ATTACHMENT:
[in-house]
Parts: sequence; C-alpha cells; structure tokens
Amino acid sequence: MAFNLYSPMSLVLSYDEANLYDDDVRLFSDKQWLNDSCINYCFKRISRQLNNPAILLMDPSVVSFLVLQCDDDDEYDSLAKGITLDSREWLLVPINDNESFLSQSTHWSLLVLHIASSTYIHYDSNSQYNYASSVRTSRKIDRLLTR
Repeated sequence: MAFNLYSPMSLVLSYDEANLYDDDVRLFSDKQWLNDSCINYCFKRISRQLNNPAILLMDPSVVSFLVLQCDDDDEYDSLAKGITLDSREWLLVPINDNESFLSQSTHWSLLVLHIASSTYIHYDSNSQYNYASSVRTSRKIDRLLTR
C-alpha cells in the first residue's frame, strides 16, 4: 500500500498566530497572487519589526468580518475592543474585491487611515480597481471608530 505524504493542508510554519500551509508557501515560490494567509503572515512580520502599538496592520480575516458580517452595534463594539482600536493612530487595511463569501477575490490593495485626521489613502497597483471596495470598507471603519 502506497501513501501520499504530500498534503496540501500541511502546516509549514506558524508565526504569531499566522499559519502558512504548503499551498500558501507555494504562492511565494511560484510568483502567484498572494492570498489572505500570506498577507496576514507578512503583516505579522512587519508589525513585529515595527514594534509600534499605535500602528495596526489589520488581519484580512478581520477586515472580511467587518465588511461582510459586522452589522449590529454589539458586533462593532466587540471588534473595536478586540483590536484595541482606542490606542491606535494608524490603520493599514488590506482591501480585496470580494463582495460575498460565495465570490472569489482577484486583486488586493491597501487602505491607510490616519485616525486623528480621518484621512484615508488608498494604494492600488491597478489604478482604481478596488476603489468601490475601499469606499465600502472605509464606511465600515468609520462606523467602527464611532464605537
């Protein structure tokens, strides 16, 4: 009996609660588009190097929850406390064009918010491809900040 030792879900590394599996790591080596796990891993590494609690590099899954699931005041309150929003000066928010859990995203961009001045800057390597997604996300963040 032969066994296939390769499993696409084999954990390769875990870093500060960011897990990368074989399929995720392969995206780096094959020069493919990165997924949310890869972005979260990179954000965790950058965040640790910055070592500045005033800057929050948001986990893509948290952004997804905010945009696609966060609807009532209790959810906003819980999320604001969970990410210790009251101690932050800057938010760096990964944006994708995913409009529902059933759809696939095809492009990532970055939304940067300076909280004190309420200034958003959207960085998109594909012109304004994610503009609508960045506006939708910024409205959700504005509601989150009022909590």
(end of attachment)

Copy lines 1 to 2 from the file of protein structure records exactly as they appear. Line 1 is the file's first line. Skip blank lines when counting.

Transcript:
[in-house]
Parts: sequence; C-alpha cells; structure tokens